We offer a variety of thorough chimney inspection services to improve your chimney efficiency and performance. Our chimney inspections can help you prevent chimney leaks and water penetration into your home, chimney damage and energy waste. Inspections include hearth, floor, grate, firebox, damper, flue connections, flue termination, crown (if applicable) and spark arrestor. We check for creosote deposits and any debris from animal nest and/or storm damage.
Chimneys and venting systems should be professionally inspected after changes to a chimney or vent system, a chimney fire or purchasing a home with a chimney.
The following should be checked during a chimney inspection:
- The chimney should be capped.
- Chimney should be protruding a minimum of 3 feet out of the roof and 2 feet higher than any part of the roof within 10 feet of itself.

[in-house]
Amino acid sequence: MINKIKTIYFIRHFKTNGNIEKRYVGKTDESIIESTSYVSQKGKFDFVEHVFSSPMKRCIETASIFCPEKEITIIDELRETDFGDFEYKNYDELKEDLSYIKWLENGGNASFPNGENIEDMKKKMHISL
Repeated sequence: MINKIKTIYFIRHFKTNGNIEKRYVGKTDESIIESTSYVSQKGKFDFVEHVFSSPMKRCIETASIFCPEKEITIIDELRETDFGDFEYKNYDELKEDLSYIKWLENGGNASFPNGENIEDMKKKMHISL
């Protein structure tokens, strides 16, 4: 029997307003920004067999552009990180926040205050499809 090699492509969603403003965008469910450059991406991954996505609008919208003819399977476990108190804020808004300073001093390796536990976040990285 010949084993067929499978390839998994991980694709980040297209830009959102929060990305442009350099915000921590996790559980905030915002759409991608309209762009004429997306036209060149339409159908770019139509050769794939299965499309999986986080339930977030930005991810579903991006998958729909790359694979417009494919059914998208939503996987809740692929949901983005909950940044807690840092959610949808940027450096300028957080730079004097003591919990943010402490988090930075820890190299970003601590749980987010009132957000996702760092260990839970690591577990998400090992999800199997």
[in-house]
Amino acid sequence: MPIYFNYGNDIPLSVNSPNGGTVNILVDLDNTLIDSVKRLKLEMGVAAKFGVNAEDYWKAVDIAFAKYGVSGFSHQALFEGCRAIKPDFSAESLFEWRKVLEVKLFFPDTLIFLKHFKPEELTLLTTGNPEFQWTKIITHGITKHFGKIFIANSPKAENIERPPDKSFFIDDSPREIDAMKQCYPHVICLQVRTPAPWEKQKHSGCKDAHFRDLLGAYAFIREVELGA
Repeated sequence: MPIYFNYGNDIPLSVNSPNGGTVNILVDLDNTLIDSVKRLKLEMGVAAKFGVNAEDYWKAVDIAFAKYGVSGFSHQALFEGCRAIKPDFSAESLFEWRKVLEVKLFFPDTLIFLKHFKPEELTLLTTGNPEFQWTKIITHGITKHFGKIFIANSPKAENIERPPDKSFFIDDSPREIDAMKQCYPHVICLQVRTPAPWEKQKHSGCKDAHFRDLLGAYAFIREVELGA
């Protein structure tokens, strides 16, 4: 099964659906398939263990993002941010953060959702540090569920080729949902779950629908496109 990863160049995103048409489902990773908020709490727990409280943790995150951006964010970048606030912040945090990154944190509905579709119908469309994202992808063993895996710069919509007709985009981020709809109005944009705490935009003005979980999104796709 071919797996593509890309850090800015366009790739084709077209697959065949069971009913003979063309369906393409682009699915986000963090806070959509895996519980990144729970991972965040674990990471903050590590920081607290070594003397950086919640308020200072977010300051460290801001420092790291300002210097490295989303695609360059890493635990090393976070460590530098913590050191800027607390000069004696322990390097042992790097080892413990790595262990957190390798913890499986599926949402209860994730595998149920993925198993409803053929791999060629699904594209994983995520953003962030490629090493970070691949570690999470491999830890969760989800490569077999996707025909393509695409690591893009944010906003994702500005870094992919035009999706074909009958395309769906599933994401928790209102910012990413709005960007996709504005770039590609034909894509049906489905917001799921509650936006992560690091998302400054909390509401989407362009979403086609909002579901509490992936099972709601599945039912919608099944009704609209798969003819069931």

- The crown or chase top should be watertight.
- The exterior chimney should be checked for cracks and deteoriation.
- The flashing and counter flashing should be examined.
- Chimney lining should be checked for creosote buildup, cracks and voids. If more than 1/4″ of creosote has accumulated, the chimney should be cleaned.
- The smoke chamber should be smooth and free of cracks, voids and creosote.
- The damper should open smoothly and close tightly.
- The firebox should be structurally sound and lined with firebrick. The mortar joints should be solid and the bricks should not be loose.
- The hearth extension should be checked for proper sizing.
- Combustible material should be the proper distance from the fireplace.
- Factory-built metal chimneys should be checked for disconnected chimney pipes.
- Wood framing surrounds most factory-built fireplaces and disconnected or rusted chimney pipes can catch fire.
Once all is checked, and the chimney is cleaned of creosote (if necessary) and you know your fireplace is structurally sound and safe, make sure the damper is locked in the open position and your carbon monoxide detectors are working properly. These detectors generally plug in at the floor level because that’s the location where they’re most effective in protecting from carbon monoxide fumes.